Alaska Housing Finance Corporation Celebrates 40th Anniversary
The state's official housing authority, Alaska Housing Finance Corporation (AHFC), is celebrating its 40th anniversary this year, marking a four-decade evolution built on a mission that includes providing access to safe, quality, affordable housing for low- and moderate-income Alaskans in neighborhoods statewide.
Anticipating the need for additional housing resulting from the pipeline boom of the '70s, in 1971 the Alaska Legislature created AHFC with more than $1 billion. As a public corporation, separate from the state, it was granted authority to issue tax-exempt bonds to finance the purchase of single-family home mortgage loans from private Alaska financial institutions. Today it is rated nationally as one of the country's best public housing programs, serving 6,000 Alaska families.
Since its inception, AHFC has returned almost $2 billion to the state's general fund that is used to help finance State capital projects. AHFC is also lauded for helping stabilize the housing market during the state's economic recession of the 1980s by holding foreclosed properties in its inventory rather than flooding the market.
"If you consider that housing-related expenditures make up almost 25 percent of our gross domestic product, we've got a huge stake in not only the housing market but the overall health of the Alaska economy," Dan Fauske, AHFC CEO and executive director, said of the organization that today has 16 offices statewide.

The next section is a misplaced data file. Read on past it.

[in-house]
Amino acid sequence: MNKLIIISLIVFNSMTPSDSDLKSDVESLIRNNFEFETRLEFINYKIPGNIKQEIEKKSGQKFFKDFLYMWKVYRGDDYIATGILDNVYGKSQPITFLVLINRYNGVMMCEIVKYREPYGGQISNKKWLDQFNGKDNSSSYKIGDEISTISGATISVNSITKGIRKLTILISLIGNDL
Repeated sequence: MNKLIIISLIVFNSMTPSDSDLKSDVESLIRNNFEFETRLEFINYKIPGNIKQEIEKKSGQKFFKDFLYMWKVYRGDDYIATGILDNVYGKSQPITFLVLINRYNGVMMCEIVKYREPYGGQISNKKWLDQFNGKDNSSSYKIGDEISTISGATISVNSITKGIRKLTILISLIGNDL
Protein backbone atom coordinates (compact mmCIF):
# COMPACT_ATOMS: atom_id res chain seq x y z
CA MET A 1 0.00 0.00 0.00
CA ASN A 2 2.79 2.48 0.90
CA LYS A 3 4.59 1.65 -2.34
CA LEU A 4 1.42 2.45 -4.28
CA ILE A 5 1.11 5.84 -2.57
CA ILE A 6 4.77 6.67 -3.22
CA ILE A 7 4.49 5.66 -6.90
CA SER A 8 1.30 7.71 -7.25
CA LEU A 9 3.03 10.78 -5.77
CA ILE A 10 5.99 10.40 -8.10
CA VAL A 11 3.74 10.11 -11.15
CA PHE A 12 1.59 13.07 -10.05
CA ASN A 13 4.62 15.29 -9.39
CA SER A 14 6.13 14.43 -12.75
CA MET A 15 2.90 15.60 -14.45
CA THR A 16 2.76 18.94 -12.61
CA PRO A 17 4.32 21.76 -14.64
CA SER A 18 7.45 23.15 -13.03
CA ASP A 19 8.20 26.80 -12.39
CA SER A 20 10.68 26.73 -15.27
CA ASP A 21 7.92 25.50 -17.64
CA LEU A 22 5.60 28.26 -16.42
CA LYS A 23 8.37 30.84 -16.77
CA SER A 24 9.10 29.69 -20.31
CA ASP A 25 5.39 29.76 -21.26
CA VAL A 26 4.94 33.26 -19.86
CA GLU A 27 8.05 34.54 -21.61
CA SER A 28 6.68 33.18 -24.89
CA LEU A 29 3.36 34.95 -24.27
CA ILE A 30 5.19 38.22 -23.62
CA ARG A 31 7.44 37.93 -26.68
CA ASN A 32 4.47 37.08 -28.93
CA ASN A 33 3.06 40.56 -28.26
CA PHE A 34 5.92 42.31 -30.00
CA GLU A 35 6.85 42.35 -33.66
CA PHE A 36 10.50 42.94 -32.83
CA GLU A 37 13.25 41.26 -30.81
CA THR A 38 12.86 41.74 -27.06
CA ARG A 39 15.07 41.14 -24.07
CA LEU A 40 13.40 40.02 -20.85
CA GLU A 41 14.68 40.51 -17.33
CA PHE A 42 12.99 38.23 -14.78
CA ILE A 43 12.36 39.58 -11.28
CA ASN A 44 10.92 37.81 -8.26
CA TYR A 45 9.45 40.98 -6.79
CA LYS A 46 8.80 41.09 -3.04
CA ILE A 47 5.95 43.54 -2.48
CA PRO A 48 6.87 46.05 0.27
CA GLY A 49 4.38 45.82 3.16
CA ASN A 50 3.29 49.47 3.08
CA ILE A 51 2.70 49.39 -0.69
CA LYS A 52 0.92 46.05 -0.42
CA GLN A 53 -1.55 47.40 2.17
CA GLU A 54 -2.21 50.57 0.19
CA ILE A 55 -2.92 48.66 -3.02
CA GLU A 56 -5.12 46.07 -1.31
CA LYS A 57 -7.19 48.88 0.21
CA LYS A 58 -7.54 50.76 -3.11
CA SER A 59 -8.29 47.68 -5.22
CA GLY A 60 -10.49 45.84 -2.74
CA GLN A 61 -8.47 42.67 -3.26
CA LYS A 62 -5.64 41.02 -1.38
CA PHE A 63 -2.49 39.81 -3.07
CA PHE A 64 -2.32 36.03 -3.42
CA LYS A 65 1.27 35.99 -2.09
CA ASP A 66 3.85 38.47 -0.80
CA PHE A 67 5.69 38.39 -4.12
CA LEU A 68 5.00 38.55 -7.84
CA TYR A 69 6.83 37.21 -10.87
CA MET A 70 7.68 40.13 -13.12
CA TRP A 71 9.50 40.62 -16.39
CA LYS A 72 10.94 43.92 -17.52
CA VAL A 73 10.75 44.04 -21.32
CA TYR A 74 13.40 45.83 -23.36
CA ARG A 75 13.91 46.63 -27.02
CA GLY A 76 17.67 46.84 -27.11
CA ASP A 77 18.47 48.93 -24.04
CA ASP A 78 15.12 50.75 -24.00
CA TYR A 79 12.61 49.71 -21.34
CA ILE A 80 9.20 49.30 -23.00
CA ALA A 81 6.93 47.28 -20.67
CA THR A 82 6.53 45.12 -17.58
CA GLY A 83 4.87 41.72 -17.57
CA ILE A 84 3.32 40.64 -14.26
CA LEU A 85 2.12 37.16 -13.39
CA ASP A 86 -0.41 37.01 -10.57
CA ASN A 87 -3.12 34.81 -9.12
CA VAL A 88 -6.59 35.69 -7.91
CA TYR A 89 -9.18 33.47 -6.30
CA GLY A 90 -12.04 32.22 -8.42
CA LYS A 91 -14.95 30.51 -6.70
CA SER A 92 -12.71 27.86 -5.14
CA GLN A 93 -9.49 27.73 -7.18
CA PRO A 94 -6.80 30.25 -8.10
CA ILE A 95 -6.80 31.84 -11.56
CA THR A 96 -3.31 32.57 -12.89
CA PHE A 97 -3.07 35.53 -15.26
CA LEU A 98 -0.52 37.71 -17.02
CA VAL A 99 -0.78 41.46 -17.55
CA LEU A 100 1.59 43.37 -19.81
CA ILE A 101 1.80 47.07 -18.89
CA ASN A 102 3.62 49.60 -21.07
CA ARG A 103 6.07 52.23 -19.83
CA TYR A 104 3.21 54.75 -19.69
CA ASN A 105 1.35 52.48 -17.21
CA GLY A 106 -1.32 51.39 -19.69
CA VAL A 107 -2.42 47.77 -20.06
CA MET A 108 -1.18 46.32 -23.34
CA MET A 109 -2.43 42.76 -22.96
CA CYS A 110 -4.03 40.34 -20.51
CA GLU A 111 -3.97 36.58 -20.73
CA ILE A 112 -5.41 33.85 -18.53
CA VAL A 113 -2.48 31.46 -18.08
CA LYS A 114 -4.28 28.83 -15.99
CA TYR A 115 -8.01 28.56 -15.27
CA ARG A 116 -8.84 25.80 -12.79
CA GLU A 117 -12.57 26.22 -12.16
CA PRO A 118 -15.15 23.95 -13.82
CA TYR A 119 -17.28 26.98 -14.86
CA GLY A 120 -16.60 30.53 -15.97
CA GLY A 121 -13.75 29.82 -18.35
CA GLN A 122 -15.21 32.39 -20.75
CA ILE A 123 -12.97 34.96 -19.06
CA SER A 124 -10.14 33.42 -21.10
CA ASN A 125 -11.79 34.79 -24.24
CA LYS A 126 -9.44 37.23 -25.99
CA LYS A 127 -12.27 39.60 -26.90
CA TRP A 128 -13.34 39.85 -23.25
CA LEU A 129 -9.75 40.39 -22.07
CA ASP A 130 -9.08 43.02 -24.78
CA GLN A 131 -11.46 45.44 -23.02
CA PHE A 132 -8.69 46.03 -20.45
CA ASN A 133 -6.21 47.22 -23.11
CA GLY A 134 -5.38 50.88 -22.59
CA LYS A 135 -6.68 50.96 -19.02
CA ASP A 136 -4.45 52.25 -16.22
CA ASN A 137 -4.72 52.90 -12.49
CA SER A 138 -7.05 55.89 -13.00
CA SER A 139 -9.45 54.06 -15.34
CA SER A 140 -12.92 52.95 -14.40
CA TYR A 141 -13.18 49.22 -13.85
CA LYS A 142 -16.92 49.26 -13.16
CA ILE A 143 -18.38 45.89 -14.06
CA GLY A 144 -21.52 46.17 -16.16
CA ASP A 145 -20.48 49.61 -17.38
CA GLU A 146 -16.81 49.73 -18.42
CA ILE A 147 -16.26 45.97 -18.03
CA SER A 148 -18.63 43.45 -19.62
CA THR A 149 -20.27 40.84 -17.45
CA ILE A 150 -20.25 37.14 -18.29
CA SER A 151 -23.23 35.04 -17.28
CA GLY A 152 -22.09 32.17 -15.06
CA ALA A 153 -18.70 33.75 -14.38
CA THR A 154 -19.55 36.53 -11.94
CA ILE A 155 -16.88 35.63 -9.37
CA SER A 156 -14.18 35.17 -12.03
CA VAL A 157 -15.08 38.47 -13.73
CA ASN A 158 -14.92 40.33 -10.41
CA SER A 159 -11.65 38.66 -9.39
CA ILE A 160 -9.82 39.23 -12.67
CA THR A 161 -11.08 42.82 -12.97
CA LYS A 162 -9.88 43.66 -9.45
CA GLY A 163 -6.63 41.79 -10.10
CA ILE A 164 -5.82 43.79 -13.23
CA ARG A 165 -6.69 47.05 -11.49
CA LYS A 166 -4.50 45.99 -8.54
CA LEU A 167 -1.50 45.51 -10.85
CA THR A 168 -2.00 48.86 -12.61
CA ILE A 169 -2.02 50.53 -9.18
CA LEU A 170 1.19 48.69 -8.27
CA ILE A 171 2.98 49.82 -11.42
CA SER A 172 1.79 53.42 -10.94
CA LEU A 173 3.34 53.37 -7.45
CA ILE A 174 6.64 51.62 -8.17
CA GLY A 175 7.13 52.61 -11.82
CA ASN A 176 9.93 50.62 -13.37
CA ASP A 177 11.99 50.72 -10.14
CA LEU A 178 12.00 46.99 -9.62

AHFC dates back to post World War II when there was a 74 percent population increase in what was then the Territory of Alaska. The federal government allocated money to states for urban renewal projects to provide housing for returning soldiers and their families. The Territory's response was the Alaska Housing Authority, which had powers to issue bonds and administer Alaska's share of federal funding.
During the '70s and '80s, Alaska had three separate housing entities to address specific housing-related needs of the state's population: AHFC, Alaska State Housing Authority, and Alaska Department of Community and Regional Affairs. In 1992, the Legislature consolidated them into what today is known simply as AHFC. In addition to financing houses and its rental property programs, it also implements energy conservation programs and rural development research and has administered more than $100 million to the benefit of Alaskans participating in these programs.
AHFC is a self-supporting public corporation with offices in 16 communities statewide. It provides statewide financing for multi-family complexes and single-family homes, with special loan options for low- to moderate-income borrowers, veterans, teachers, health care professionals, and those living in rural areas of the state.
AHFC also provides energy and weatherization programs, low-income rental assistance in 17 communities, and special programs for the homeless and those seeking to become self-sufficient. AHFC has contributed more than $1.9 billion to Alaska's state budget revenues through cash transfers, capital projects and debt-service payments.